Orthopedics company Stryker has shown an interest in Smith & Nephew, its rival across the pond. Apparently Medtronic is also interested in taking over the U.K. company.
Orthopedics company Smith & Nephew's stock has soared in the past seven days.
In a matter of a week, two news articles have painted the London-based maker of hips and knees as coveted by equally if not better-known names in the medtech world.
First it was Stryker, whose CEO finally acknowledged that the company had taken a preliminary look at Smith & Nephew from and M&A perspective. When Smith & Nephew's shares rose to new highs, a U.K. regulatory panel contacted Stryker and at the panel's request Stryker said it would not bid for the company for a six-month period, according to several news reports.
Now Bloomberg is reporting that Smith & Nephew has a second suitor. Not an orthopedics firm. But medical devices giant Medtronic, which is described as a "more serious bidder" than Kalamazoo, Michigan-based Stryker.
In an email, a Medtronic spokeswoman declined to comment on the rumored takeover, although Bloomberg says "no offer is imminent."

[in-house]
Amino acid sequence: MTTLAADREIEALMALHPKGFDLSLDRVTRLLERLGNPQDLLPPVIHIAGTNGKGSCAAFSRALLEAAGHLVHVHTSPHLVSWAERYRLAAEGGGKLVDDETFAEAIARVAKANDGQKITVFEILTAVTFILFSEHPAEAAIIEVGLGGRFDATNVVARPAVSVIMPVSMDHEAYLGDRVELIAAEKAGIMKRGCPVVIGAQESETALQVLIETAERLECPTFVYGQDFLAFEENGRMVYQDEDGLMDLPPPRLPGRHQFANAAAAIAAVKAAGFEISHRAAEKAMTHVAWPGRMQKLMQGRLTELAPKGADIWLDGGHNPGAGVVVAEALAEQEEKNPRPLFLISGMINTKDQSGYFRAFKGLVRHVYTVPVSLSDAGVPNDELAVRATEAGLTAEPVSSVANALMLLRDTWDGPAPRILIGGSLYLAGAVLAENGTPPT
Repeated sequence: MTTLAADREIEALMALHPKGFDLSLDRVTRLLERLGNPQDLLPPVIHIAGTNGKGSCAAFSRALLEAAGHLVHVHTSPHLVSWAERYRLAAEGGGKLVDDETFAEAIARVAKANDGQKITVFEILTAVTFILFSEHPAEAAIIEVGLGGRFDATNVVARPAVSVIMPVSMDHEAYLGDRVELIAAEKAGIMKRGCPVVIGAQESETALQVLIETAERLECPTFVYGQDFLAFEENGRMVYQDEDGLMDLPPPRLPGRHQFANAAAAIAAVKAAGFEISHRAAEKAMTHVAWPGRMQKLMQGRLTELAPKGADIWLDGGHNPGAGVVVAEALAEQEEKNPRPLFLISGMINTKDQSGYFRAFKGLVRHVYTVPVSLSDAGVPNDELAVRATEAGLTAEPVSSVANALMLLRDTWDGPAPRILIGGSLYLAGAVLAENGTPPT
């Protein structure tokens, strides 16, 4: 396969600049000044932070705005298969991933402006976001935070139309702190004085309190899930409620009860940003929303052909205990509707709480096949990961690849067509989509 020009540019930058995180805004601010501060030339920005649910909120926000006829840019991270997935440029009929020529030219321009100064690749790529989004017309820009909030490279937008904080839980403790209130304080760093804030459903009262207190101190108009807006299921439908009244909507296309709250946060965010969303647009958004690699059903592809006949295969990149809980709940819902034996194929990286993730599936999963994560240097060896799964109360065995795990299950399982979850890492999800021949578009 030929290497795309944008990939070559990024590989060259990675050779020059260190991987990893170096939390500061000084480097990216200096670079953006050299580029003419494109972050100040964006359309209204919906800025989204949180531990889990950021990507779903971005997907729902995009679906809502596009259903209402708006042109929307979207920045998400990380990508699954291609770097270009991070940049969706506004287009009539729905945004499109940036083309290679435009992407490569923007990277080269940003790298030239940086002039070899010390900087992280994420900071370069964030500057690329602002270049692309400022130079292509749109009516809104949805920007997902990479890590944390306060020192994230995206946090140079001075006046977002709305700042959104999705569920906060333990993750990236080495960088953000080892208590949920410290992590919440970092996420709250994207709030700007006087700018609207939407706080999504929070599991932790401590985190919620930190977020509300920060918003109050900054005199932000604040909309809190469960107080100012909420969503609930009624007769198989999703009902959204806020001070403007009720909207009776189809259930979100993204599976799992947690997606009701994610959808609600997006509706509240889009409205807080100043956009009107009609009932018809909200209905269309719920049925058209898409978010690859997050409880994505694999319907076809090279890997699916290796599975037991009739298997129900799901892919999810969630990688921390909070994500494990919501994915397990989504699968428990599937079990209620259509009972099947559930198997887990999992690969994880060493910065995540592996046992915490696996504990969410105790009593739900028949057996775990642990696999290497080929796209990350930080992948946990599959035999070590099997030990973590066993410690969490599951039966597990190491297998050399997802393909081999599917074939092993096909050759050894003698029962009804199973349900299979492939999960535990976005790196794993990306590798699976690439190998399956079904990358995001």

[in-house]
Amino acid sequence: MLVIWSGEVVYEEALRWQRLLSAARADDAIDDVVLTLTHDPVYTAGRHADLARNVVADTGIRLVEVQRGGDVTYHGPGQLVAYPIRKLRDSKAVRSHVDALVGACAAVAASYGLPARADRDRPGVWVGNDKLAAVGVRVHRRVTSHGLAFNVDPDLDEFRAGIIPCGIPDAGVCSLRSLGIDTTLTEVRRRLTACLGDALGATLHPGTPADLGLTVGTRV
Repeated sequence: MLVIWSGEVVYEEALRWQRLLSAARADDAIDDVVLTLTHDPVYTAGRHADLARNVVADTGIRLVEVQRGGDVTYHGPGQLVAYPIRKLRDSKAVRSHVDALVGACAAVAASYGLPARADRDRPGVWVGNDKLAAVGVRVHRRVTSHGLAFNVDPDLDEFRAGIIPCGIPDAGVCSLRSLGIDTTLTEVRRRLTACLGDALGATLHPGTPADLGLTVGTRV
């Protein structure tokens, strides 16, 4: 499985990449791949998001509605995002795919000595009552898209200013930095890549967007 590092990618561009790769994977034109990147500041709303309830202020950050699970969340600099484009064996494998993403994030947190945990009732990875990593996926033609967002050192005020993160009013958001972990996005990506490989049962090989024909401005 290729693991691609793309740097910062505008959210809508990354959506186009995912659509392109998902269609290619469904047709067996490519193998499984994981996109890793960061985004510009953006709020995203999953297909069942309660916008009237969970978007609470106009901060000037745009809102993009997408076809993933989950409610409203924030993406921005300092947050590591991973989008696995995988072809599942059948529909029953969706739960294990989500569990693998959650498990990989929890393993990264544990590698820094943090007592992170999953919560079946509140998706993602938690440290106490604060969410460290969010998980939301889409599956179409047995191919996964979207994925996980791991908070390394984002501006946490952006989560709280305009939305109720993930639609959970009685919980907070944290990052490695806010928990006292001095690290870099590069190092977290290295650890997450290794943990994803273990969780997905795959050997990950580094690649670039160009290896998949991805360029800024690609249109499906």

Were this deal to happen, it would underscore how large medical device companies want to be the one-stop shop for their hospital customers amid continuing pricing pressures. It is also a response to the fact that as hospitals moving to reduce treatment variation, they are looking to have fewer vendors that they do business with on any given product or device category.
If a transatlantic marriage ensued, the deal also would emphasize how large companies are trying to use scale to arm against the challenges wrought by a change in healthcare paradigm and the Affordable Care Act.
But the deal, as Bloomberg reports, has other immediate advantages for Medtronic. Here's a portion from the story:
The transaction would probably be structured as a tax inversion, with Medtronic using Smith & Nephew’s corporate shell to move its legal residence to the U.K., the people said. The gap between the 35 percent federal tax rate and much lower levies in some European countries is spurring such deals -- including Pfizer Inc. (PFE)’s now shelved effort to acquire AstraZeneca Plc. (AZN) The U.K. has a 21 percent corporate income tax rate.
Medtronic’s Chief Executive Officer Omar Ishrak has said he wouldn’t rule out a tax-inversion deal.
“Strategically, we do have this current problem that we have a lot of cash outside the U.S.,” he said in a May 20 telephone interview. “We encourage some kind of U.S. tax reform that allows us access to that cash in a more reasonable way.”
The report says Smith & Nephew is aware that Medtronic is evaluating the company. A company spokesman declined to comment on its new suitor in an email Wednesday.
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